Video: Are Your Goals SMART?
Why are Goals Important?
Setting goals is an important element of performance management and overall organizational productivity. If constructed correctly, goals give employees a clear standard of what acceptable performance looks like. When goals are poorly constructed, employee motivation is harmed.
What Are SMART Goals?
Goals should be SMART and this familiar acronym provides a useful approach for constructing goals. SMART stands for specific, measurable, action-oriented, realistic, and time-oriented. When a goal includes all of these five elements, it eliminates confusion and it provides a clear standard for measuring performance. The SMART acronym for developing goals means the following:
- Specific: avoids broad statements
- Measurable: Identifies when target is reached
- Action-Oriented: specifies what must be done
- Realistic: is challenging but not unrealistic
- Time-Oriented: imposes deadline requirements
The difference between SMART goals and regular goals is significant. Consider the following goals for a customer service representative:
- Regular goal: Increase customer satisfaction survey ratings.
- SMART goal: Increase customer satisfaction survey ratings for incoming calls from 50% to 75% by quarter 4 of the current year.
The first goal is clearly vague and it sets up the manager and employee for disagreement over what constitutes an acceptable increase in the customer satisfaction rate. A 1% bump is an increase. But, is 1% the goal the manager has in mind? What about the timing for this goal? If it takes the employee two years to increase his rate, is this an acceptable period of time?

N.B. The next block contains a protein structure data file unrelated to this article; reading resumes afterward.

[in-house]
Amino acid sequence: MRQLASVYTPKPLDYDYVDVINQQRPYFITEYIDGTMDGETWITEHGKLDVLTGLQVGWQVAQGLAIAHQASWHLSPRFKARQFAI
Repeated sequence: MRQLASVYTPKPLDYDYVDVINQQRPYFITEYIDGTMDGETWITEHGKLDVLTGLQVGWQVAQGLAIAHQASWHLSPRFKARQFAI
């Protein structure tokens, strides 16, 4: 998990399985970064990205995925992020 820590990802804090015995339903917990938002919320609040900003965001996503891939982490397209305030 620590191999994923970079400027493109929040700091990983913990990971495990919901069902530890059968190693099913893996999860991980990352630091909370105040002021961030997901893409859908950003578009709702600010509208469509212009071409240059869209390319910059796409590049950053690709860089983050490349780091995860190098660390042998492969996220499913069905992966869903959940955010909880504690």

In both cases, the answer is no but the employee was not given a clear goal. With the SMART goal, however, the employee knows how much of an increase he has to make and by when it is to occur. He also knows where to focus his efforts.
SMART goals are an important tool in a manager's toolbox. They are helpful for coaching, motivation, development, and performance management purposes. Done correctly, they can have a positive impact on organizational productivity.
A final tip: Allow your employees to help you develop their own SMART goals and you will greatly increase the power of this tool. By allowing them to participate, they become co-owners with you of the goals. And, as we all know, we treat the car we own better than the car we rent for a few days!
How to Make SMART Goals?
The following chart provides an overview of the elements for constructing SMART goals:
Use SMART goals to improve the productivity of your work group.